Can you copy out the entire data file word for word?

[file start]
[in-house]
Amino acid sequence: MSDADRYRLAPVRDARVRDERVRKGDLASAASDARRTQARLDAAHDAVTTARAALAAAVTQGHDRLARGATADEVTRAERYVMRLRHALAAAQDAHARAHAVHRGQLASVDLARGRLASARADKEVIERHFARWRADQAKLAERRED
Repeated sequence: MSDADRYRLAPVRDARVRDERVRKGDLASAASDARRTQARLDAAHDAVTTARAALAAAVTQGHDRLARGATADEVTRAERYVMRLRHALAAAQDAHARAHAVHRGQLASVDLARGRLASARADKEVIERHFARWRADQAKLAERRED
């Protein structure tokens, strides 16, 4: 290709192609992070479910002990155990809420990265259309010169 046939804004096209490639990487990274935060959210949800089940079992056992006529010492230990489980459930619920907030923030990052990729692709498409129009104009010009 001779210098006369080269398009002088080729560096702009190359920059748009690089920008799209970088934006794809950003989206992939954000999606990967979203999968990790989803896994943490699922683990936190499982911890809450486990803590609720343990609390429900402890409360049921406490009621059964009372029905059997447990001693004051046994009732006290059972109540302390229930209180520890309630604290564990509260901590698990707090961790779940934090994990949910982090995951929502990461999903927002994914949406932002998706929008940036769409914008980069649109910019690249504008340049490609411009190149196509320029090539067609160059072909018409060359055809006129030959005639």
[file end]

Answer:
[in-house]
Amino acid sequence: MSDADRYRLAPVRDARVRDERVRKGDLASAASDARRTQARLDAAHDAVTTARAALAAAVTQGHDRLARGATADEVTRAERYVMRLRHALAAAQDAHARAHAVHRGQLASVDLARGRLASARADKEVIERHFARWRADQAKLAERRED
Repeated sequence: MSDADRYRLAPVRDARVRDERVRKGDLASAASDARRTQARLDAAHDAVTTARAALAAAVTQGHDRLARGATADEVTRAERYVMRLRHALAAAQDAHARAHAVHRGQLASVDLARGRLASARADKEVIERHFARWRADQAKLAERRED
């Protein structure tokens, strides 16, 4: 290709192609992070479910002990155990809420990265259309010169 046939804004096209490639990487990274935060959210949800089940079992056992006529010492230990489980459930619920907030923030990052990729692709498409129009104009010009 001779210098006369080269398009002088080729560096702009190359920059748009690089920008799209970088934006794809950003989206992939954000999606990967979203999968990790989803896994943490699922683990936190499982911890809450486990803590609720343990609390429900402890409360049921406490009621059964009372029905059997447990001693004051046994009732006290059972109540302390229930209180520890309630604290564990509260901590698990707090961790779940934090994990949910982090995951929502990461999903927002994914949406932002998706929008940036769409914008980069649109910019690249504008340049490609411009190149196509320029090539067609160059072909018409060359055809006129030959005639």